Search America's historic newspaper pages from 1789-1924 or use the U.S. Newspaper Directory to find information about American newspapers published between 1690-present. Chronicling America is sponsored jointly by the
National Endowment for the Humanities and the Library of Congress. external link Learn more
Image provided by: University of Illinois at Urbana-Champaign Library, Urbana, IL
Newspaper Page Text
evitable. Wounds fester, foul
diseases menace and infested
heads are the rule arnorig unpro
tected snippers, pfcelers-and qttts
ters engaged in tSe wholesale
preparation of food.
In one typical preparing" room
Where I worked, nearly t all the
women had crudely bandaged,
hartds, with cuts or sores retard
ed m healing, or pajms blistered;
from prolonged pressure of th&
paring knife.. These hands han
died the raw vegetables that went.
into the cans.'
Tomatoes 'are ."all hand work-;
the skinning, and coring is a.
messy, sloppy task. Yet in. o'nelft
iactory r saw six women drjp
ping with sweat and glutenoUs
juice toiling at the stripping
troqghs in clouds of steam, their
cut hands wrapped in dirty rags,,
the speediest worker, suffering-
from a shocking rash on face and-
arms. The place jya$, as thfc
workers phrased it, too nas,ty tol.
sit down. -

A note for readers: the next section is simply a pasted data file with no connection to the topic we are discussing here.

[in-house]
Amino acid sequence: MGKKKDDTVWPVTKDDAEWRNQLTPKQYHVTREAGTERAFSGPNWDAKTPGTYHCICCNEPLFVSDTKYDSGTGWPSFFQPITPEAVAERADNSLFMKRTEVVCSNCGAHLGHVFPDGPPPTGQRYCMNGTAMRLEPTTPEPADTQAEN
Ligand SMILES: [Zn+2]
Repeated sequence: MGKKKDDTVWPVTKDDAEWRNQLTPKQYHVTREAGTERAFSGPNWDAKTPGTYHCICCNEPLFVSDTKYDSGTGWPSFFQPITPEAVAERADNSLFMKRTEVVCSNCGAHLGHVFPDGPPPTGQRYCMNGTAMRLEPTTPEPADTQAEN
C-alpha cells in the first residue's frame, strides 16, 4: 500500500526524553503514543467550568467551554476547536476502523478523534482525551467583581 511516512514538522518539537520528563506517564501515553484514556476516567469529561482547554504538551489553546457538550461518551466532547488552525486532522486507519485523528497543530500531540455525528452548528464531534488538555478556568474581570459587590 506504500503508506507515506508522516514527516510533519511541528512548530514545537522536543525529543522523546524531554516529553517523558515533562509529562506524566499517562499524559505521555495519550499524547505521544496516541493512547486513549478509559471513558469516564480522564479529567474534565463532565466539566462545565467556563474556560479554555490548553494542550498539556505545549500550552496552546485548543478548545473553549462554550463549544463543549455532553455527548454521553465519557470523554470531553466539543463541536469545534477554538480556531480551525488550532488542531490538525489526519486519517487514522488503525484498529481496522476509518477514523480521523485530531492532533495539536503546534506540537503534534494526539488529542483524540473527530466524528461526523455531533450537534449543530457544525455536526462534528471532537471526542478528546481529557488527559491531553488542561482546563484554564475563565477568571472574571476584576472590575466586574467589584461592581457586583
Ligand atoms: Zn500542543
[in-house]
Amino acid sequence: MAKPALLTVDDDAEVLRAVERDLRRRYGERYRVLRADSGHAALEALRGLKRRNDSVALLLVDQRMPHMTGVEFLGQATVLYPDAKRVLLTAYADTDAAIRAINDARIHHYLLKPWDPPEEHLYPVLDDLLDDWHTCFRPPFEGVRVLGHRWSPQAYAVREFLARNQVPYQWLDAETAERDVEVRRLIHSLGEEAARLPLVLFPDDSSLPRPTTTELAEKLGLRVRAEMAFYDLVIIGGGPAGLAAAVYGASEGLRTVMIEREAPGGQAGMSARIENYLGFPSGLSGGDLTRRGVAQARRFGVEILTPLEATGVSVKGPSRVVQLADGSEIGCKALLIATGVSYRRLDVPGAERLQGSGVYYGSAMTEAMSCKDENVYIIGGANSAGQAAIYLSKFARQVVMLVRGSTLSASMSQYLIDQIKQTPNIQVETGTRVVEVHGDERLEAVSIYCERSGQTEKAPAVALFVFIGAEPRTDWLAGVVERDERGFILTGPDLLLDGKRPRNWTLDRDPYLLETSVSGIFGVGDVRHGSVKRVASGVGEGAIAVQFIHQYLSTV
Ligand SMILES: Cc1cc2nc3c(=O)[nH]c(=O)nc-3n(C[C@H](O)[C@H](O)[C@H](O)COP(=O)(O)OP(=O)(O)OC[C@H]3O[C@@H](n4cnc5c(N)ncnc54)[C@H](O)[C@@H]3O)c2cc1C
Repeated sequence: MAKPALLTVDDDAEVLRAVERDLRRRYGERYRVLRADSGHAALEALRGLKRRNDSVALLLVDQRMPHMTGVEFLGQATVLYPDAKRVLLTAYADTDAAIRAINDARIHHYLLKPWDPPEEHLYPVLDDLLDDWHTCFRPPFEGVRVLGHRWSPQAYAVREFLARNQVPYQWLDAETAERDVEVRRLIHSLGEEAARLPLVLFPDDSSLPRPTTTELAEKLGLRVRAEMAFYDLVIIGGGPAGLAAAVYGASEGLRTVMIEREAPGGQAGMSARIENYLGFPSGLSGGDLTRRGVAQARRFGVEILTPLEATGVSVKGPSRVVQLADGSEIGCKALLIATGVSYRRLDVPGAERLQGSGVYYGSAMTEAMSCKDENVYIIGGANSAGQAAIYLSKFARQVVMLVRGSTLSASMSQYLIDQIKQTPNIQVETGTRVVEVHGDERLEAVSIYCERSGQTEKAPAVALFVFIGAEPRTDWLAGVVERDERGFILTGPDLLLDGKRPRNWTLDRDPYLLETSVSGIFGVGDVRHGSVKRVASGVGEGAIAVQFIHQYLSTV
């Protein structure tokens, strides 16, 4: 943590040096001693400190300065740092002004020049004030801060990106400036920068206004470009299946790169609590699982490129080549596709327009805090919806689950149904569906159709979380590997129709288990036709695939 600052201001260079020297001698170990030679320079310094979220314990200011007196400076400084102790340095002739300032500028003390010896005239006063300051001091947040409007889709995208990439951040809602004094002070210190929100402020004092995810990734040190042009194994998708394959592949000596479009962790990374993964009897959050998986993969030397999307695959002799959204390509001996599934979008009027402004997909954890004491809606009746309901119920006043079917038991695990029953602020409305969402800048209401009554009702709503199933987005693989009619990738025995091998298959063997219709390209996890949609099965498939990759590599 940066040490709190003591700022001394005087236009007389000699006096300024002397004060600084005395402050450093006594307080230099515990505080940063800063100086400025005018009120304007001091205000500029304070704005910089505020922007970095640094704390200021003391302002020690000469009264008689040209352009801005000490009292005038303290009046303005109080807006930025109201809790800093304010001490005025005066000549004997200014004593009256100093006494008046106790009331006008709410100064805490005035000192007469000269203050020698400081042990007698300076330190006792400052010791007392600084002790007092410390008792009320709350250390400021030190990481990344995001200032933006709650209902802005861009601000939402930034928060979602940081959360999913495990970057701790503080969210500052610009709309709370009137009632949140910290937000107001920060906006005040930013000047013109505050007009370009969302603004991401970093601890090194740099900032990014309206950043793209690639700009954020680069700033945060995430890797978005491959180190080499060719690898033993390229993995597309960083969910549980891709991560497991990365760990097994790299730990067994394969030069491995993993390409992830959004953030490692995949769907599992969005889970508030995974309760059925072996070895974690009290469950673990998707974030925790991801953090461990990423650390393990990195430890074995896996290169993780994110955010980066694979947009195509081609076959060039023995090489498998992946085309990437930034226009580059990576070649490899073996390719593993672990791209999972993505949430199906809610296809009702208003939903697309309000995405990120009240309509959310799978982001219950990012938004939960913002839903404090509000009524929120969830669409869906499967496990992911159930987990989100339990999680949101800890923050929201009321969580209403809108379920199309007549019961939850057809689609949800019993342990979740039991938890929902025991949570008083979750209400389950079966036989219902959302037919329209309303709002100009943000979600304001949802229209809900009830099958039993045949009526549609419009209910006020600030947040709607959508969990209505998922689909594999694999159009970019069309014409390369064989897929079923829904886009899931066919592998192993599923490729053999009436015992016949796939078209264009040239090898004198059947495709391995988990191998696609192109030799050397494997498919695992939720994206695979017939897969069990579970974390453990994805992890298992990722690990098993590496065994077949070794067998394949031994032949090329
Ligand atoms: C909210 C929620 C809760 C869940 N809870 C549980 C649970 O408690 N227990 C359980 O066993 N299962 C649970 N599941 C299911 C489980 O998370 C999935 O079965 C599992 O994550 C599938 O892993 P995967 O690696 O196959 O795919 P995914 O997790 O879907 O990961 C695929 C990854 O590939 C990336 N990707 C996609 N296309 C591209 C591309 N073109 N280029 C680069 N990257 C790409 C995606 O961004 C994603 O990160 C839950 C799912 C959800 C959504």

,In another factory, out of 32.
beet 'toppers I saw the 'hands of,
19 f japanned with grime, show-,
ing angry, unhealed wdunds, and
one agedwoman'S jaw and throat
were shocking with an old, sup
In a third establishment I saw
an elderly man "turning" four
tons of sliced apples-who suffered
from a chronic sore on) nOse and
lip which he called "the erysipe
las." At another place I saw the head
shawls of three alien women only
half concealing sores as Would be
startling in a lazar house. ,
One town constable told me
that he "had known hogpens kept
tleaner" than the local cannery
Shacks where last summer 28
out of. 40 children were stricken
l vylth an unidentified skin disease.
FrOm this colonyJ:he local town
clerk railroaded several cases of
'pOpr man's sore eyes,' which is
another riaine for filth aphthal
mia. And this factory-'s smallest
daily pack is 100t000 cans. i.
i I saw the great cellar space xi
a well known factpry awash with ,.
a, reeking muck, odorous as a '
I saw the tomato pack of a can
;ry in another tdwn spalqed fn-i
e scum of a bronze-brown liquid
in a foul wooden vat from which
no animal , could drink. In thisr
noisome placCj sour with the:
smell of decaying tomatoes,. fes-v
tqons of dusty cobwebs andplat-t
ters of flying machine.ojl fell into
tljfc open cans.
Beside one Df the largest bean
sheds in New York state I saw a
gigantic manure heap 20 feet
high afld 50 feet long, oozing Of-'
fensive fumes that enervated the'
200 to 300 women-and children
working withint30 feet. r
At two apple evaporating plants 1
I saw tons of half-dried apples
lying in open lofts, black With
swarms of feasting stable flies arid
trampled by $hOv4lers with mud-
dy shoes. In half a" dozen estab-'
lishments I saw the factory floors '
greasy with-rOtting refuse ground
to mttck. 'f
By Dr. Harvey W. Wiley, fa-i
raous pure food expert and gov-